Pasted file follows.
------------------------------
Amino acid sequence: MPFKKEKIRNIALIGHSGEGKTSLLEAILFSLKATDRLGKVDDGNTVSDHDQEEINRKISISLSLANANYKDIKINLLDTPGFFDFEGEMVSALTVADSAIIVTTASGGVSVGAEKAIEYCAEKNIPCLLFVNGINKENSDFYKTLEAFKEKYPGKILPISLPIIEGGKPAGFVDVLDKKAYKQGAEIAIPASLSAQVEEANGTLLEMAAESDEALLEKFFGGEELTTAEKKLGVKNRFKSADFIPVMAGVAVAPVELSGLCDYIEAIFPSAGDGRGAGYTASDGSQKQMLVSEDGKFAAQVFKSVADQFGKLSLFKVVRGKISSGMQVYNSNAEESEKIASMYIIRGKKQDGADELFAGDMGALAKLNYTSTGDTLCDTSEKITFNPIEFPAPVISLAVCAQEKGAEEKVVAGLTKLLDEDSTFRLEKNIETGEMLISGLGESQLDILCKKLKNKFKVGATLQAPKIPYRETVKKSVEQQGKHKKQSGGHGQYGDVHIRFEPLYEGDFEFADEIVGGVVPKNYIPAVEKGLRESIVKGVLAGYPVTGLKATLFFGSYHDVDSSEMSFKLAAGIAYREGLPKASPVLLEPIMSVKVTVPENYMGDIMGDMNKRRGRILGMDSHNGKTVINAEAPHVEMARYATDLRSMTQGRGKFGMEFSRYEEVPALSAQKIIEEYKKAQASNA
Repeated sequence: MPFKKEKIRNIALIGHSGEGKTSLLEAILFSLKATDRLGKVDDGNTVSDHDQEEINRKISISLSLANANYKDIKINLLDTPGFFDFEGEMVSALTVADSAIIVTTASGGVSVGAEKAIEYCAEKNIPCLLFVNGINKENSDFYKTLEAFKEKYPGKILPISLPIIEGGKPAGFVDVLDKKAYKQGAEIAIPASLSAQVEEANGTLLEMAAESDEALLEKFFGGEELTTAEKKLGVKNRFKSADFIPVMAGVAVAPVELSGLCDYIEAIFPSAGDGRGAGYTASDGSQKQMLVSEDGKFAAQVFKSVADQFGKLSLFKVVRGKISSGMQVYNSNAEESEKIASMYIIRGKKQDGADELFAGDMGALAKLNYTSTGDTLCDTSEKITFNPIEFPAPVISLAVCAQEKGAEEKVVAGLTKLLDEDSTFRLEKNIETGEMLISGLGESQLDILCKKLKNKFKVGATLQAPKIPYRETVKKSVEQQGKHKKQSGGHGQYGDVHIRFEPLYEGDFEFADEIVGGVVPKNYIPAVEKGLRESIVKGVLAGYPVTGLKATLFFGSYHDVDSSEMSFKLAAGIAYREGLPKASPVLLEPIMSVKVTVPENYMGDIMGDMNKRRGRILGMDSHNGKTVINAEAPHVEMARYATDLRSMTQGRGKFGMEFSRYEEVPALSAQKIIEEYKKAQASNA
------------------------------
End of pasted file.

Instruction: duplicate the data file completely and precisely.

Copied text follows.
Amino acid sequence: MPFKKEKIRNIALIGHSGEGKTSLLEAILFSLKATDRLGKVDDGNTVSDHDQEEINRKISISLSLANANYKDIKINLLDTPGFFDFEGEMVSALTVADSAIIVTTASGGVSVGAEKAIEYCAEKNIPCLLFVNGINKENSDFYKTLEAFKEKYPGKILPISLPIIEGGKPAGFVDVLDKKAYKQGAEIAIPASLSAQVEEANGTLLEMAAESDEALLEKFFGGEELTTAEKKLGVKNRFKSADFIPVMAGVAVAPVELSGLCDYIEAIFPSAGDGRGAGYTASDGSQKQMLVSEDGKFAAQVFKSVADQFGKLSLFKVVRGKISSGMQVYNSNAEESEKIASMYIIRGKKQDGADELFAGDMGALAKLNYTSTGDTLCDTSEKITFNPIEFPAPVISLAVCAQEKGAEEKVVAGLTKLLDEDSTFRLEKNIETGEMLISGLGESQLDILCKKLKNKFKVGATLQAPKIPYRETVKKSVEQQGKHKKQSGGHGQYGDVHIRFEPLYEGDFEFADEIVGGVVPKNYIPAVEKGLRESIVKGVLAGYPVTGLKATLFFGSYHDVDSSEMSFKLAAGIAYREGLPKASPVLLEPIMSVKVTVPENYMGDIMGDMNKRRGRILGMDSHNGKTVINAEAPHVEMARYATDLRSMTQGRGKFGMEFSRYEEVPALSAQKIIEEYKKAQASNA
Repeated sequence: MPFKKEKIRNIALIGHSGEGKTSLLEAILFSLKATDRLGKVDDGNTVSDHDQEEINRKISISLSLANANYKDIKINLLDTPGFFDFEGEMVSALTVADSAIIVTTASGGVSVGAEKAIEYCAEKNIPCLLFVNGINKENSDFYKTLEAFKEKYPGKILPISLPIIEGGKPAGFVDVLDKKAYKQGAEIAIPASLSAQVEEANGTLLEMAAESDEALLEKFFGGEELTTAEKKLGVKNRFKSADFIPVMAGVAVAPVELSGLCDYIEAIFPSAGDGRGAGYTASDGSQKQMLVSEDGKFAAQVFKSVADQFGKLSLFKVVRGKISSGMQVYNSNAEESEKIASMYIIRGKKQDGADELFAGDMGALAKLNYTSTGDTLCDTSEKITFNPIEFPAPVISLAVCAQEKGAEEKVVAGLTKLLDEDSTFRLEKNIETGEMLISGLGESQLDILCKKLKNKFKVGATLQAPKIPYRETVKKSVEQQGKHKKQSGGHGQYGDVHIRFEPLYEGDFEFADEIVGGVVPKNYIPAVEKGLRESIVKGVLAGYPVTGLKATLFFGSYHDVDSSEMSFKLAAGIAYREGLPKASPVLLEPIMSVKVTVPENYMGDIMGDMNKRRGRILGMDSHNGKTVINAEAPHVEMARYATDLRSMTQGRGKFGMEFSRYEEVPALSAQKIIEEYKKAQASNA